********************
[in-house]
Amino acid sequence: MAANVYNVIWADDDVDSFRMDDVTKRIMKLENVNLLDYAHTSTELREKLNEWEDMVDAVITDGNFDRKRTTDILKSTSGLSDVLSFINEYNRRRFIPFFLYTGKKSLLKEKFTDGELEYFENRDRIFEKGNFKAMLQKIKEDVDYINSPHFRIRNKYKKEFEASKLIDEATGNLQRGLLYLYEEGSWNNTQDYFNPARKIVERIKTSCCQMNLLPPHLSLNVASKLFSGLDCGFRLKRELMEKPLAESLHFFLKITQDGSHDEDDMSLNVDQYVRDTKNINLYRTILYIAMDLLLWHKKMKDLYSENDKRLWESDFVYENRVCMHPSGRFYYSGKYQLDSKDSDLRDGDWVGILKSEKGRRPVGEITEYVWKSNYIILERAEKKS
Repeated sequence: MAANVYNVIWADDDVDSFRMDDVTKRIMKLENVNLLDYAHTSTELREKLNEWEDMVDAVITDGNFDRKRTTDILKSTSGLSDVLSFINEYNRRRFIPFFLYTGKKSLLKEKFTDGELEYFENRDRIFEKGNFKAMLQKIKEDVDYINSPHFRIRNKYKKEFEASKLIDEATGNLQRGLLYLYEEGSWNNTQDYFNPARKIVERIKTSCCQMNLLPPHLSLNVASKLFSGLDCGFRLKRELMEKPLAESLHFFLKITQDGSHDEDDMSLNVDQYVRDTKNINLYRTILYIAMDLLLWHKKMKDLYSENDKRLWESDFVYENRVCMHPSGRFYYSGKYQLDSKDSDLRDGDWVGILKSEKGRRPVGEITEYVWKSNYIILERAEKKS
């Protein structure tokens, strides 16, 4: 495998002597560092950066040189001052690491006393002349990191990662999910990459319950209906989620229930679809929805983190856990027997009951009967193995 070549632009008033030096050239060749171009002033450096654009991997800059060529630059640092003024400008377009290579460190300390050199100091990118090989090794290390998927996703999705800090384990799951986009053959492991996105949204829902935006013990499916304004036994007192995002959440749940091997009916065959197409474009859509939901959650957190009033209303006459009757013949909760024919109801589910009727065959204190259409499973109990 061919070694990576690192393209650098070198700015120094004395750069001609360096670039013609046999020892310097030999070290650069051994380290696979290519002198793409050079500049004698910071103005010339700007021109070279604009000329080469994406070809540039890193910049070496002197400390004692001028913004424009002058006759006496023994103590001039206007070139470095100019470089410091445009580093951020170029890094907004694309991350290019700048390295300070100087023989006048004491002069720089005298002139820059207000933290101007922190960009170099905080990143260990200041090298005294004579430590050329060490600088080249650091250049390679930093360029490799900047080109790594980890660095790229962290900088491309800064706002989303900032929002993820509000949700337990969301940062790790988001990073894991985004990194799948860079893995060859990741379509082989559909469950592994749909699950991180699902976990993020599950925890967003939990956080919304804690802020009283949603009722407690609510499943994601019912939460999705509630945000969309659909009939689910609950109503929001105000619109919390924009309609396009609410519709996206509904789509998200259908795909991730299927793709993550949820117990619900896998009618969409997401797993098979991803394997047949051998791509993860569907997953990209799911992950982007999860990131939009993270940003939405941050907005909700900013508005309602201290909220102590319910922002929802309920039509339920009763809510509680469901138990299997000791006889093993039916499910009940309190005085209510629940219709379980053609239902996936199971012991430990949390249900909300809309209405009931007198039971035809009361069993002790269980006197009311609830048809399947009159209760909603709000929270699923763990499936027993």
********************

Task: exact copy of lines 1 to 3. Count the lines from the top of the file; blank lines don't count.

[in-house]
Amino acid sequence: MAANVYNVIWADDDVDSFRMDDVTKRIMKLENVNLLDYAHTSTELREKLNEWEDMVDAVITDGNFDRKRTTDILKSTSGLSDVLSFINEYNRRRFIPFFLYTGKKSLLKEKFTDGELEYFENRDRIFEKGNFKAMLQKIKEDVDYINSPHFRIRNKYKKEFEASKLIDEATGNLQRGLLYLYEEGSWNNTQDYFNPARKIVERIKTSCCQMNLLPPHLSLNVASKLFSGLDCGFRLKRELMEKPLAESLHFFLKITQDGSHDEDDMSLNVDQYVRDTKNINLYRTILYIAMDLLLWHKKMKDLYSENDKRLWESDFVYENRVCMHPSGRFYYSGKYQLDSKDSDLRDGDWVGILKSEKGRRPVGEITEYVWKSNYIILERAEKKS
Repeated sequence: MAANVYNVIWADDDVDSFRMDDVTKRIMKLENVNLLDYAHTSTELREKLNEWEDMVDAVITDGNFDRKRTTDILKSTSGLSDVLSFINEYNRRRFIPFFLYTGKKSLLKEKFTDGELEYFENRDRIFEKGNFKAMLQKIKEDVDYINSPHFRIRNKYKKEFEASKLIDEATGNLQRGLLYLYEEGSWNNTQDYFNPARKIVERIKTSCCQMNLLPPHLSLNVASKLFSGLDCGFRLKRELMEKPLAESLHFFLKITQDGSHDEDDMSLNVDQYVRDTKNINLYRTILYIAMDLLLWHKKMKDLYSENDKRLWESDFVYENRVCMHPSGRFYYSGKYQLDSKDSDLRDGDWVGILKSEKGRRPVGEITEYVWKSNYIILERAEKKS